“Guide Us To Thy Perfect Light”

One of my favorite Christmas songs is We Three Kings. Written about the same time as Jingle Bells, these lyrics and tune are different than the sleighing song and originally intended for church and religious plays. Based on the Biblical account of the wise men traveling to worship Baby Jesus, the song focuses on the symbolism of the three gifts that they brought.

Today, we’ll explore some of the history of the song’s writer and the historical information behind the lyrics and tune.

John Henry Hopkins, Jr.

Song For A Christmas Pageant

John Henry Hopkins, Jr. – a Pennsylvanian – graduated from University of Vermont in 1839 when he was nineteen and then went on to earn his Master’s Degree by 1845. The son of an Episcopalian bishop, Hopkins decided to pursuit ministry after briefly trying to work as a journalist. He finished theological seminary in 1850 and then returned to General Theological Seminary to teach music from 1855 to 1857.

Gifted as an author, illustrator, and musician, Hopkins edited the Church Journal and wrote several hymns. By December 1857, he served as pastor of Christ Episcopal Church in Williamsport, Pennsylvania. That year he wrote “Three Kings of Orient” for his nephews and nieces who were preparing a Christmas pageant.

The first and final verses were written to be sung in chorus while the middle verses were supposed to be solos, representing three “kings” who brought the gifts. Hopkins wrote the music which has hints of medieval and Middle Eastern tones and rhythm, different than most songs of that mid-19th Century era. In 1863 the Christmas song appeared in his printed collection Carols, Hymns and Songs, and it became one of the first American Christmas carol to gain widespread international popularity.

Hopkins continued to pastor churches in New York and Pennsylvania. In 1885, he gave the eulogy at General and President U.S. Grant’s funeral.

A Medieval illustration of the “Three Kings”

Three Kings?

The Gospel of Matthew has the original historical inspiration for the song: “Now after Jesus was born in Bethlehem of Judea in the days of Herod the king, behold, wise men from the East came to Jerusalem, saying, “Where is He who has been born King of the Jews? For we have seen His star in the East and have come to worship Him… Behold, the star which they had seen in the east went before them, till it came and stood over where the young Child was. When they saw the star, they rejoiced with exceedingly great joy. And when they had come into the house, they saw the young Child with Mary His mother, and fell down and worshiped Him. And when they had opened their treasures, they presented gifts to Him: gold, frankincense, and myrrh. (Matthew 2:1-2, 9-11)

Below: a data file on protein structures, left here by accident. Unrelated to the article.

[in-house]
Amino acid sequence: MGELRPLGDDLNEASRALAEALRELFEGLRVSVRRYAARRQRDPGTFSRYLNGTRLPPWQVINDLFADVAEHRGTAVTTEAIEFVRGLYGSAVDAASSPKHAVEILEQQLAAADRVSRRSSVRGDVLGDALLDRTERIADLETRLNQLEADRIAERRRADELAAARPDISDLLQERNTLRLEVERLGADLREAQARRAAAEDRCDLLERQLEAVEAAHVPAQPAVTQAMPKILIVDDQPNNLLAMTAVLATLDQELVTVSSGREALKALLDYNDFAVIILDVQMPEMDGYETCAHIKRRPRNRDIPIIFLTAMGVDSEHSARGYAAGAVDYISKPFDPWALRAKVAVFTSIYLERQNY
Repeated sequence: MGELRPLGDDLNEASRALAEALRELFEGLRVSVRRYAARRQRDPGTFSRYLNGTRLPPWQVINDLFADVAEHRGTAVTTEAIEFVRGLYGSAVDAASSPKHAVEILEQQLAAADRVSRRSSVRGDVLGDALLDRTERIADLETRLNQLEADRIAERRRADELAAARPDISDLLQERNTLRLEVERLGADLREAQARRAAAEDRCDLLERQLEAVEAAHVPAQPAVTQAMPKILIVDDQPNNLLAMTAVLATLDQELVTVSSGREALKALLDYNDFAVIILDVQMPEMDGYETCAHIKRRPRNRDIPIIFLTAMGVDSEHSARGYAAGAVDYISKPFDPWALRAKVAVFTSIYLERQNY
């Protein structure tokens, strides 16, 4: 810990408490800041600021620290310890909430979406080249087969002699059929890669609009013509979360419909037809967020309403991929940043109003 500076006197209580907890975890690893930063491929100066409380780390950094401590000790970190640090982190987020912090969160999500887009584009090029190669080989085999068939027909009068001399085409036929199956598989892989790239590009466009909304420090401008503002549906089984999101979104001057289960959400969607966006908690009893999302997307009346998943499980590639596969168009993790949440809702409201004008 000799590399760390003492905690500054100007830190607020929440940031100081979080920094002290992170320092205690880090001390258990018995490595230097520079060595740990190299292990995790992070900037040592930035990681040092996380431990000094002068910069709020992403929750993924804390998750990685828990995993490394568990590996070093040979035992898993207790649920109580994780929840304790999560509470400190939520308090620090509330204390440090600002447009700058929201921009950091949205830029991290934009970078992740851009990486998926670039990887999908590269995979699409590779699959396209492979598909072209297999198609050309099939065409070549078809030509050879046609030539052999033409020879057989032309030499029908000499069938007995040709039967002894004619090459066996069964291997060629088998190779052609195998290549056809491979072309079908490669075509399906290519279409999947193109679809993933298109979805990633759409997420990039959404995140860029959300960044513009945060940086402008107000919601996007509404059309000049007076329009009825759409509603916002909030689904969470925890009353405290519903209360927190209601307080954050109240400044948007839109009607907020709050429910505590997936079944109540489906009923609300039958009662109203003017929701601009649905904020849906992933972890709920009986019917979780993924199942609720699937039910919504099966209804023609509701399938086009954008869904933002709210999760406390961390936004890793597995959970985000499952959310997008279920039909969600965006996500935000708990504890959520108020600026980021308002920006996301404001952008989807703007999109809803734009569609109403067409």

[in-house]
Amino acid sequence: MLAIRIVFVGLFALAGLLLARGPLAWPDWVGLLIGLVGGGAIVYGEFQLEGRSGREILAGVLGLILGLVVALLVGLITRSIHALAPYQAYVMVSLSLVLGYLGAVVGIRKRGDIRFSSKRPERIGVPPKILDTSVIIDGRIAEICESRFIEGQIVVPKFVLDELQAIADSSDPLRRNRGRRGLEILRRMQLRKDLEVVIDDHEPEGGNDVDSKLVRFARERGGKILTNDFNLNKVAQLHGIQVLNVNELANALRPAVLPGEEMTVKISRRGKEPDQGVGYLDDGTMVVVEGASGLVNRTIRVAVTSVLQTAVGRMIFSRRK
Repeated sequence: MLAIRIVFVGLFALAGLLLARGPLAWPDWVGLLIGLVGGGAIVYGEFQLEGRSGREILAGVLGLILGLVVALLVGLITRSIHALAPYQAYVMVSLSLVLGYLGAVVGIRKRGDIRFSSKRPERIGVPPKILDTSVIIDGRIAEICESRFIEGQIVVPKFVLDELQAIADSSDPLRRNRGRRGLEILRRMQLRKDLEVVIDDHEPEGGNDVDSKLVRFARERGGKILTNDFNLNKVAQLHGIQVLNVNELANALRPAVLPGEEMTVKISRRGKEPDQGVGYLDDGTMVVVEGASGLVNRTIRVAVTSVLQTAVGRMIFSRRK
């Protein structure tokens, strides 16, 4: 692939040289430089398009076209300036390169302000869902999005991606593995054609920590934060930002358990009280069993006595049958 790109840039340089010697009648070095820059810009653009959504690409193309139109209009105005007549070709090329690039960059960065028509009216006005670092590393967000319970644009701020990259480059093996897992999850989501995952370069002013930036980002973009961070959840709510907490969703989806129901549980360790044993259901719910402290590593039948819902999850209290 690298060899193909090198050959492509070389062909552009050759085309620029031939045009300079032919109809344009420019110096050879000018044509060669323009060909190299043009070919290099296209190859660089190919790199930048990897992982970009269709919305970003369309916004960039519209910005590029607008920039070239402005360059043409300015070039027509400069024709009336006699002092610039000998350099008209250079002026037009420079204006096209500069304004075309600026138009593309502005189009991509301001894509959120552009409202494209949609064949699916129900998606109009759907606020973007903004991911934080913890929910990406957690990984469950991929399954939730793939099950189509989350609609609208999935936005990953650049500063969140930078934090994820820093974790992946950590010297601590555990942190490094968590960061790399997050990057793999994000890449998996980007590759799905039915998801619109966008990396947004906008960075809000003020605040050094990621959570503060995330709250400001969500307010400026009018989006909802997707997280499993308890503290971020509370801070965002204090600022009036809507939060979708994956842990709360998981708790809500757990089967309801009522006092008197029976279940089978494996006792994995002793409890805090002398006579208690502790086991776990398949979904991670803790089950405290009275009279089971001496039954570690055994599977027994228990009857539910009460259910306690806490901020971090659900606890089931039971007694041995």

Notice that the men aren’t mentioned as “kings” nor are we told that there were just three! Those details came in later centuries. By the Middle Ages, church tradition dictated the idea of three kings based on the three mentioned gifts; they even gave the “kings” names and backstories. Though interesting, these added details might be powerful historical fiction!

We Three Kings of Orient are,
Bearing gifts we traverse afar,
Field and fountain,
Moor and mountain,
Following yonder Star.

Refrain:
O Star of Wonder, Star of Night,
Star with royal beauty bright,
Westward leading,
Still proceeding,
Guide us to Thy perfect Light.

An 1880’s painting of the Wise Men journeying to Bethlehem.

Born a King on Bethlehem plain,
Gold I bring to crown Him again,
King for ever,
Ceasing never
Over us all to reign.

Refrain

Frankincense to offer have I,
Incense owns a Deity nigh:
Prayer and praising
All men raising,
Worship Him God on High.

Renaissance Era artwork of the Wise Men worshiping Baby Jesus.

Refrain

Myrrh is mine; its bitter perfume
Breathes a life of gathering gloom;—
Sorrowing, sighing,
Bleeding, dying,
Sealed in the stone-cold tomb.

Refrain

Glorious now behold Him arise,
King, and God, and Sacrifice;
Heav’n sings Hallelujah:
Hallelujah the earth replies.

Refrain

Enjoy The Music

May you enjoy the truth and wonder this Christmas season and be drawn ever nearly to the perfect Light.

Your Historian,

Miss Sarah

About Sarah Kay Bierle

I’m Sarah Kay Bierle, historian, editor, and historical fiction writer. When sharing history, I try to keep the facts interesting and understandable. History is about real people, real actions, real effects and it should inspire us today.
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3 Responses to “Guide Us To Thy Perfect Light”

  1. Meg Groeling says:

    What a lovely version of 3 Kings! I enjoyed it so much. When I was a child, our creche/manger scene had only Mary & Joseph and some cows until Christmas night. then we got Jesus in there, and sometime during Christmas Day, we added shepherds. Then came my favorite part. The Kings didn’t arrive until later, and they were moved throughout the house until the 12th day of Christmas when they finally got to the manger. The day the Holy Family left Bethlehem was the day we took the tree down. I miss all that.

  2. love the history got any on my favorite hear the Christmas bell //

    • Hmmm…not this year, but I’ll keep it in mind for 2019. Is it “Heard the Christmas Bell” or “I Heard The Bells on Christmas Day”? The later definitely has quite a story and it’s even Civil War related.

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